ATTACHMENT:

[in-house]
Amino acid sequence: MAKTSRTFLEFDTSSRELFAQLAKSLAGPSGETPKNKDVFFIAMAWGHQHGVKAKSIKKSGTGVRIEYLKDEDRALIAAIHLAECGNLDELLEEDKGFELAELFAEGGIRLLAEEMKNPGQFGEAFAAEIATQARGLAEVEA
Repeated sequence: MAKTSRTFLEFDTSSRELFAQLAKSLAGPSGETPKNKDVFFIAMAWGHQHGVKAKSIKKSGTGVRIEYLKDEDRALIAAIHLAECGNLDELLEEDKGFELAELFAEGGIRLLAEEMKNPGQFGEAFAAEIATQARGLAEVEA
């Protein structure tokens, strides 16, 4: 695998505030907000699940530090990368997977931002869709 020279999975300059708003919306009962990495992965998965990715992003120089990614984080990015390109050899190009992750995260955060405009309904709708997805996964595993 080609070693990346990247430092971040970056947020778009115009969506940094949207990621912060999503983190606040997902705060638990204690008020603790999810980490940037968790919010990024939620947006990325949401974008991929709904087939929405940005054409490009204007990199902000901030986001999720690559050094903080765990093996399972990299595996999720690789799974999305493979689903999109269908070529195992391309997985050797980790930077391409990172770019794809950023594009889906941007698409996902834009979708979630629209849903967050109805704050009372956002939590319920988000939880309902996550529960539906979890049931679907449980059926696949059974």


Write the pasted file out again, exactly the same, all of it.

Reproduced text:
[in-house]
Amino acid sequence: MAKTSRTFLEFDTSSRELFAQLAKSLAGPSGETPKNKDVFFIAMAWGHQHGVKAKSIKKSGTGVRIEYLKDEDRALIAAIHLAECGNLDELLEEDKGFELAELFAEGGIRLLAEEMKNPGQFGEAFAAEIATQARGLAEVEA
Repeated sequence: MAKTSRTFLEFDTSSRELFAQLAKSLAGPSGETPKNKDVFFIAMAWGHQHGVKAKSIKKSGTGVRIEYLKDEDRALIAAIHLAECGNLDELLEEDKGFELAELFAEGGIRLLAEEMKNPGQFGEAFAAEIATQARGLAEVEA
């Protein structure tokens, strides 16, 4: 695998505030907000699940530090990368997977931002869709 020279999975300059708003919306009962990495992965998965990715992003120089990614984080990015390109050899190009992750995260955060405009309904709708997805996964595993 080609070693990346990247430092971040970056947020778009115009969506940094949207990621912060999503983190606040997902705060638990204690008020603790999810980490940037968790919010990024939620947006990325949401974008991929709904087939929405940005054409490009204007990199902000901030986001999720690559050094903080765990093996399972990299595996999720690789799974999305493979689903999109269908070529195992391309997985050797980790930077391409990172770019794809950023594009889906941007698409996902834009979708979630629209849903967050109805704050009372956002939590319920988000939880309902996550529960539906979890049931679907449980059926696949059974």